This article is part of the supplement: Proceedings of the Seventh Annual MCBIOS Conference. Bioinformatics: Systems, Biology, Informatics and Computation

Open Access Proceedings

An FDA bioinformatics tool for microbial genomics research on molecular characterization of bacterial foodborne pathogens using microarrays

Hong Fang1, Joshua Xu1, Don Ding1, Scott A Jackson2, Isha R Patel2, Jonathan G Frye3, Wen Zou4, Rajesh Nayak4, Steven Foley4, James Chen4, Zhenqiang Su1, Yanbin Ye1, Steve Turner1, Steve Harris4, Guangxu Zhou1, Carl Cerniglia2 and Weida Tong4*

Author Affiliations

1 Z-Tech Corporation, an ICF International Company at National Center for Toxicological Research, Food and Drug Administration, Jefferson, AR, USA

2 Center for Food Safety and Applied Nutrition, Office of Applied Research and Safety Assessment, Division of Molecular Biology, Food and Drug Administration, Laurel, MD, USA

3 Bacterial Epidemiology and Antimicrobial Resistance Research Unit, Richard B. Russell Research Center, Agriculture Research Service, U.S. Department of Agriculture, Athens, GA, USA

4 National Center for Toxicological Research, Food and Drug Administration, Jefferson, AR, USA

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BMC Bioinformatics 2010, 11(Suppl 6):S4  doi:10.1186/1471-2105-11-S6-S4

The electronic version of this article is the complete one and can be found online at:

Published:7 October 2010

© 2010 Tong et al; licensee BioMed Central Ltd.

This is an open access article distributed under the terms of the Creative Commons Attribution License (, which permits unrestricted use, distribution, and reproduction in any medium, provided the original work is properly cited.



Advances in microbial genomics and bioinformatics are offering greater insights into the emergence and spread of foodborne pathogens in outbreak scenarios. The Food and Drug Administration (FDA) has developed a genomics tool, ArrayTrackTM, which provides extensive functionalities to manage, analyze, and interpret genomic data for mammalian species. ArrayTrackTM has been widely adopted by the research community and used for pharmacogenomics data review in the FDA’s Voluntary Genomics Data Submission program.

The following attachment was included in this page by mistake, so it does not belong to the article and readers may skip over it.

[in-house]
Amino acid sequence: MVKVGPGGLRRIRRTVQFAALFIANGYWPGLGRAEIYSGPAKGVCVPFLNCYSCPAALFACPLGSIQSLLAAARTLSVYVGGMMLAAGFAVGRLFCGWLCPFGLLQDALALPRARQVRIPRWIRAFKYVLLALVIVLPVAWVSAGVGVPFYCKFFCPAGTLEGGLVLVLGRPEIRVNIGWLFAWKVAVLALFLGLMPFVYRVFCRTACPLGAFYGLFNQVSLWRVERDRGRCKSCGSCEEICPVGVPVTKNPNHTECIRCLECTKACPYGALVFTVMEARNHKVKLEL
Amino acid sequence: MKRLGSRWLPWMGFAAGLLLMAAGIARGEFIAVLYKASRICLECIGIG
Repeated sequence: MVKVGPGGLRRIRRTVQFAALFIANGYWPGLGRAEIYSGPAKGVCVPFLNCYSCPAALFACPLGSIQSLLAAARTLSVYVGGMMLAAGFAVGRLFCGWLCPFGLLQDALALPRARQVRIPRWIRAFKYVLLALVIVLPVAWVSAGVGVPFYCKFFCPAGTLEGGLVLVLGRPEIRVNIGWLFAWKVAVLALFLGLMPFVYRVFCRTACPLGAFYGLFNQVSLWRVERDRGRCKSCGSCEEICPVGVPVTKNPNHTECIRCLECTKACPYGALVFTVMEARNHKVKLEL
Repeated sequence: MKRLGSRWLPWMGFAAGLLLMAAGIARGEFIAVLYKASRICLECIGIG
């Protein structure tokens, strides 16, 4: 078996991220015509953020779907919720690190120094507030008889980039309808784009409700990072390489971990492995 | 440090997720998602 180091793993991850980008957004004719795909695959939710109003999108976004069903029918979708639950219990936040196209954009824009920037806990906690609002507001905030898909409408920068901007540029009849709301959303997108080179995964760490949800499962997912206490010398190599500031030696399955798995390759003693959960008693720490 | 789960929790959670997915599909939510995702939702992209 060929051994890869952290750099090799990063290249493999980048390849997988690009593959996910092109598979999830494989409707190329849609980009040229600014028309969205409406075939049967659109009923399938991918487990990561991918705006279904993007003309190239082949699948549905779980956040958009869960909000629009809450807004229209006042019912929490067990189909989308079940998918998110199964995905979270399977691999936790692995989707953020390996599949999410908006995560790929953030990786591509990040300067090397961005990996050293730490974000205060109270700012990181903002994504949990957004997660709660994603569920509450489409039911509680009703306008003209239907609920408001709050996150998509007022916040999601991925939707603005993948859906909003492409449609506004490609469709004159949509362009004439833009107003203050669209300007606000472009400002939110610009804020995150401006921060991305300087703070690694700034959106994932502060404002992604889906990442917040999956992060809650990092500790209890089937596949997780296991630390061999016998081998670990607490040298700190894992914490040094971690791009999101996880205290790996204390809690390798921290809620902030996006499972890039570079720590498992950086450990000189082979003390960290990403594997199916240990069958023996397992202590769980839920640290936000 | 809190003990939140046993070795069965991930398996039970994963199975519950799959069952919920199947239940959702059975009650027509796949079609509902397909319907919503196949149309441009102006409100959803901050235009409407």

ArrayTrackTM has been extended to manage and analyze genomics data from bacterial pathogens of human, animal, and food origin. It was populated with bioinformatics data from public databases such as NCBI, Swiss-Prot, KEGG Pathway, and Gene Ontology to facilitate pathogen detection and characterization. ArrayTrackTM’s data processing and visualization tools were enhanced with analysis capabilities designed specifically for microbial genomics including flag-based hierarchical clustering analysis (HCA), flag concordance heat maps, and mixed scatter plots. These specific functionalities were evaluated on data generated from a custom Affymetrix array (FDA-ECSG) previously developed within the FDA. The FDA-ECSG array represents 32 complete genomes of Escherichia coli and Shigella. The new functions were also used to analyze microarray data focusing on antimicrobial resistance genes from Salmonella isolates in a poultry production environment using a universal antimicrobial resistance microarray developed by the United States Department of Agriculture (USDA).


The application of ArrayTrackTM to different microarray platforms demonstrates its utility in microbial genomics research, and thus will improve the capabilities of the FDA to rapidly identify foodborne bacteria and their genetic traits (e.g., antimicrobial resistance, virulence, etc.) during outbreak investigations. ArrayTrackTM is free to use and available to public, private, and academic researchers at webcite.


Foodborne pathogens are a leading cause of illness in the United States. In 1999, the Centers for Disease Control and Prevention estimated that there were around 76 million cases per year of illnesses due to foodborne agents, with 325,000 hospitalizations and 5,000 deaths in the United States each year [1]. More recent estimates suggest that the annual number of infections approaches 82 million [2]. Food contamination can occur at any step in the “farm-to-the-fork” continuum. Challenges in food safety stem from limited resources for surveillance of fresh and processed foods, sheer diversity, complexity of food matrices, and an increasingly globalized food supply chain. Recently, foodborne illness outbreaks have been increasingly recognized as a growing threat to the public health [3].